tawse n : a leather strap for punishing children
EtymologyApparently a plural form of taw, though attested earlier.
- Rhymes: -ɔːz
A tawse (the plural of Scots taw, a thong of a whip) is an implement for physical punishment, called tawsing. It was used for educational and domestic discipline, primarily in Scotland.
A tawse consists of a strip of leather, with one end split into a number of tails. The thickness of the leather and the number of tails varied. Many Scottish saddlers made tawses for local customers. The tawse was also referred to as the belt, which is normally a term for an unforked implement, as worn in trousers (see Belt (clothing)).
The products of the best-known producer, John J Dick, were made in a village called Lochgelly in Fife, Scotland. Lochgelly tawses were produced in four different weights; Light, Medium, Heavy & Extra Heavy. Each tawse would be stamped either L, M, H or XH to indicate its thickness.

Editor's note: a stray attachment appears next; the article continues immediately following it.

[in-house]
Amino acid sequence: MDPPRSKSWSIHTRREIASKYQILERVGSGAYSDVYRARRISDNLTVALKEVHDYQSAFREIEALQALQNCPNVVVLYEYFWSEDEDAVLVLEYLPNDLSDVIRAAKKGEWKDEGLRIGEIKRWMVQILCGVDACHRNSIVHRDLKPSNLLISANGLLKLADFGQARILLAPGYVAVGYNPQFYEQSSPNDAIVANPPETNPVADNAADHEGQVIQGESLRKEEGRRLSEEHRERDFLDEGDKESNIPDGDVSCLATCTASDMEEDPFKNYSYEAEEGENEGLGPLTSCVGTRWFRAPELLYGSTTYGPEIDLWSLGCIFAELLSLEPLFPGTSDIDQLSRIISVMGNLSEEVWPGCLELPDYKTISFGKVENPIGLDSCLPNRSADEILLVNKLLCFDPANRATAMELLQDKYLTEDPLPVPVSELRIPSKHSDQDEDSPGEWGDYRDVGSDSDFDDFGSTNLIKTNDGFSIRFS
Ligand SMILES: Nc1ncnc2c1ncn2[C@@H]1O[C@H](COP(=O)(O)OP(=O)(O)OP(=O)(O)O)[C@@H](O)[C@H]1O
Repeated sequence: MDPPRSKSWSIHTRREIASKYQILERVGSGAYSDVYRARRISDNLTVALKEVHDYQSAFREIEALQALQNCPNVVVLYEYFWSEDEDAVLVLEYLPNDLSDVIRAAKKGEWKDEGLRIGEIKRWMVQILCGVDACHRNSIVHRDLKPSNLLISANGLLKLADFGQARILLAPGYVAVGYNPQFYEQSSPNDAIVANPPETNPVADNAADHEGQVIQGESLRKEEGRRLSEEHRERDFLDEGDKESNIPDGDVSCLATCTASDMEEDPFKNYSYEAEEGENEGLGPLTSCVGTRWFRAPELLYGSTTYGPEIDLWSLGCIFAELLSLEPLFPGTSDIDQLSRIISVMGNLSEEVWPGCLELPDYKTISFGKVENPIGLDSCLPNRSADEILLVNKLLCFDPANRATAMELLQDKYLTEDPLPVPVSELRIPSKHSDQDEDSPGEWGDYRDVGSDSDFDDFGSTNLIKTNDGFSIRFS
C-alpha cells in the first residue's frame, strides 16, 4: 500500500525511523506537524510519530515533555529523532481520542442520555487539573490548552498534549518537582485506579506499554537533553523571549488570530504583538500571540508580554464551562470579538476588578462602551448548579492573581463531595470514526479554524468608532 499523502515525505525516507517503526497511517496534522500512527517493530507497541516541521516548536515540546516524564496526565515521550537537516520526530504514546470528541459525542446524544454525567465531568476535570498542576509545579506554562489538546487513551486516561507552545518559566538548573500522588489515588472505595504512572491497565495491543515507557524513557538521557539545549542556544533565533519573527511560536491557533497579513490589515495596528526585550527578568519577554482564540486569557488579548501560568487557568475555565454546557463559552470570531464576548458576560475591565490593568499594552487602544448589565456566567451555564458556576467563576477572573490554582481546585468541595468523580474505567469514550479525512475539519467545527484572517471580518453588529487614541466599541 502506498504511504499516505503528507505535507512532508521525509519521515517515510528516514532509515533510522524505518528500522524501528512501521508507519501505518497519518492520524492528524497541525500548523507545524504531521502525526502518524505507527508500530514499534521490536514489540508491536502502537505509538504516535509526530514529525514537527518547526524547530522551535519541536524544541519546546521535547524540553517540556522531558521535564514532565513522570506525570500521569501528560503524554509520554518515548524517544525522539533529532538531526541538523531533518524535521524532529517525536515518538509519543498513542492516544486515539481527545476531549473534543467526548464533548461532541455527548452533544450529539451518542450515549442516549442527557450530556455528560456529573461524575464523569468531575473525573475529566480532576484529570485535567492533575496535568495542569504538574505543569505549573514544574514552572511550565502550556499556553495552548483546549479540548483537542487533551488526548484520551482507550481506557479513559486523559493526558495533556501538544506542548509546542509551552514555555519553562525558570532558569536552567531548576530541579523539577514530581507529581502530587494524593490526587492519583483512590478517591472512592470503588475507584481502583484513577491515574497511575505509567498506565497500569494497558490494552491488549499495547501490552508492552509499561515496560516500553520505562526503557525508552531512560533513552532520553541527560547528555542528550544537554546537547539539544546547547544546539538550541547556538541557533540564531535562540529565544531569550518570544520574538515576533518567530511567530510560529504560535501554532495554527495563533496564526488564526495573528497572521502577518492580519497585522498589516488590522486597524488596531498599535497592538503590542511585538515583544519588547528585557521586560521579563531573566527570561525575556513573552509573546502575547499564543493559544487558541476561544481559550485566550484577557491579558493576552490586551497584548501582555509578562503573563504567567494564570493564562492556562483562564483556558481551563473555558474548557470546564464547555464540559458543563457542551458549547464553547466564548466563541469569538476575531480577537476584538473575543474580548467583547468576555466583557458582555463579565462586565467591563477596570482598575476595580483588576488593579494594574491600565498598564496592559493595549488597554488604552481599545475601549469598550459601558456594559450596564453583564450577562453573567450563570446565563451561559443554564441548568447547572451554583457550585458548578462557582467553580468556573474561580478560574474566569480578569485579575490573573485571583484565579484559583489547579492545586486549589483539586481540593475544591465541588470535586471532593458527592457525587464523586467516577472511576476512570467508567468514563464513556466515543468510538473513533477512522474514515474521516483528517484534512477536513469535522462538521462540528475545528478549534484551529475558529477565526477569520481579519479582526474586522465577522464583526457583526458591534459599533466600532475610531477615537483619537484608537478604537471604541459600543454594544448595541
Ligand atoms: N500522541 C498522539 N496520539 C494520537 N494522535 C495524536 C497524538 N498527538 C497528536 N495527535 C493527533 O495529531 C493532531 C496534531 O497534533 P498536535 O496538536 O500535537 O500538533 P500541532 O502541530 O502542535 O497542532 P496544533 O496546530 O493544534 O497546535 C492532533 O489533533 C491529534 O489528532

Scottish schools used the tawse to beat pupils on the palms. In the 1980s a European court judgement led to its use being banned in UK schools in 1998.
Original Lochgelly tawses are considered collectables and may be sold for several hundred pounds each.
Sources, References and External links
tawse in German: Tawse